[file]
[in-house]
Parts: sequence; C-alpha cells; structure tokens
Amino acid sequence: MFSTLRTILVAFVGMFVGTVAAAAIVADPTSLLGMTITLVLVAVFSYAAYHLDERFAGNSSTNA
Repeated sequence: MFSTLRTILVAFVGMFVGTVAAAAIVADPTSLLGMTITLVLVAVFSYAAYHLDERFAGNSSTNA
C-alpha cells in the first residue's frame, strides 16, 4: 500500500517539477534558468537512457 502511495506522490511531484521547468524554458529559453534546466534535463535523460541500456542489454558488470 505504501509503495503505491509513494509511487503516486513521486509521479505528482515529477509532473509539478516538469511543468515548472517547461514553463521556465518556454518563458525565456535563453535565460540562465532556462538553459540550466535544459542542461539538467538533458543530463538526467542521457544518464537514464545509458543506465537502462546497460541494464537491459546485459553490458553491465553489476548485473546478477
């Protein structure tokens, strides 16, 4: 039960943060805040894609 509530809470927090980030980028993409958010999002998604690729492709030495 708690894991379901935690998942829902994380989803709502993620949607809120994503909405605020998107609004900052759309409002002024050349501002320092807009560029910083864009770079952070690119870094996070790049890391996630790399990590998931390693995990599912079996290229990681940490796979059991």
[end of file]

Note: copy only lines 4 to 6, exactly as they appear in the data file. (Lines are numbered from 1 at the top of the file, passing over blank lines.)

Repeated sequence: MFSTLRTILVAFVGMFVGTVAAAAIVADPTSLLGMTITLVLVAVFSYAAYHLDERFAGNSSTNA
C-alpha cells in the first residue's frame, strides 16, 4: 500500500517539477534558468537512457 502511495506522490511531484521547468524554458529559453534546466534535463535523460541500456542489454558488470 505504501509503495503505491509513494509511487503516486513521486509521479505528482515529477509532473509539478516538469511543468515548472517547461514553463521556465518556454518563458525565456535563453535565460540562465532556462538553459540550466535544459542542461539538467538533458543530463538526467542521457544518464537514464545509458543506465537502462546497460541494464537491459546485459553490458553491465553489476548485473546478477
């Protein structure tokens, strides 16, 4: 039960943060805040894609 509530809470927090980030980028993409958010999002998604690729492709030495 708690894991379901935690998942829902994380989803709502993620949607809120994503909405605020998107609004900052759309409002002024050349501002320092807009560029910083864009770079952070690119870094996070790049890391996630790399990590998931390693995990599912079996290229990681940490796979059991």